Food safety evaluation of broccoli and radish sprouts

Instituto de Fermentaciones Industriales (CSIC), Madrid, Spain.
Food and Chemical Toxicology (Impact Factor: 2.9). 06/2008; 46(5):1635-44. DOI: 10.1016/j.fct.2008.01.004
Source: PubMed

ABSTRACT Three cultivars of broccoli seeds (Brassica oleracea var. italica), cv. Tiburon, cv. Belstar and cv. Lucky, and two cultivars of radish seeds (Raphanus sativus), cv. Rebel and cv. Bolide, were germinated for three and five days and safety aspects such as microbiological counts and biogenic amines were investigated. Cytotoxicity evaluation was also carried out. Broccoli and radish sprouts contained numbers of mesophilic, psychrotrophic, total and faecal coliform bacteria which are the usual counts for minimally processed germinated seeds. Putrescine, cadaverine, histamine, tyramine, spermidine and spermine increased during sprout production although these levels were below those permitted by legislation (5 mg/100 g of edible food). Broccoli and radish sprouts demonstrated no toxic effects on proliferation and viability of HL-60 cells and should be included in our diets as healthy and safe fresh foods.

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Available from: Cristina Martinez-Villaluenga, Sep 26, 2015
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    • "Brassica sprouts, in particular broccoli (Brassica oleracea var. italica) and radish (Raphanus sativus L.) sprouts, contain substantial amount of antioxidants, vitamin C and health-promoting compounds such as glucosinolates and phenolic compounds (Barillari et al., 2005; Ciska, Honke, & Kozlowska, 2008; Fahey, Zhang, & Talalay, 1997; Martinez-Villaluenga, Frias, Gulewicz, Gulewicz, & Vidal-Valverde, 2008). It has been reported that radish sprouts have anticancer and antioxidant activities both in vivo and in vitro (Barillari et al., 2008; Ippoushi, Takeuchi, Ito, Horie, & Azuma, 2007; Papi et al., 2008). "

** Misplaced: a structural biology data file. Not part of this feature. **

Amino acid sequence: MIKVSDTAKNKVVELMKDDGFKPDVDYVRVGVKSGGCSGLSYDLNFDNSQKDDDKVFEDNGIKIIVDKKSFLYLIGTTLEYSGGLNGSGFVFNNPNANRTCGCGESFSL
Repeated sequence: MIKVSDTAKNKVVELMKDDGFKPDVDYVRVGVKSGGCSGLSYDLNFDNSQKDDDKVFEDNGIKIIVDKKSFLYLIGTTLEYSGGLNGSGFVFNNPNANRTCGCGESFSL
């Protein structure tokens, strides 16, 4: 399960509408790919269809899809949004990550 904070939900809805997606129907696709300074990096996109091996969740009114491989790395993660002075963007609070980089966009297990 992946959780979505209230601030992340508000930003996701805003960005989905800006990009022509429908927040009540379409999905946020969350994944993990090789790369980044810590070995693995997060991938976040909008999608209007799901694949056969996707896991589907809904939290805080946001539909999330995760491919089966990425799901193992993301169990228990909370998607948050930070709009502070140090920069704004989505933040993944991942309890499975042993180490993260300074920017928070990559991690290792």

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    ABSTRACT: Summary of the Thesis: Vegetables have always been considered as healthy food. So also Brassica vegetables are well known all over the world as a common food due to the presence of health affecting compounds (Chapter 2). A vast amount of data is available for health promoting compounds in Brassicaceae vegetables. These health promoting affects are due to a range of phytochemicals including primary (carbohydrates, amino acids and organic acid) and secondary metabolites (phenolics and glucosinolates), along with vitamins and minerals. These metabolites are interconnected through different biosynthetic pathways and are affected by different external stimuli. Plant metabolic responses are specific for different kinds of stress, but use in part similar metabolic pathways (Chapter 3). Certain internal or external factors play an important role for the metabolite profile of vegetables, thus changing the nutritional value for human (Chapter 4). These factors are related to the plant response to external stress factors and helping the plant to survive. These factors includes bacteria (Chapter 5), metals ions ( Chapter 6) and post harvest storage conditions (Chapter 7). The aim of this thesis was to study the Brassica phytochemicals and their response to stress factors by using a holistic analytical approach.
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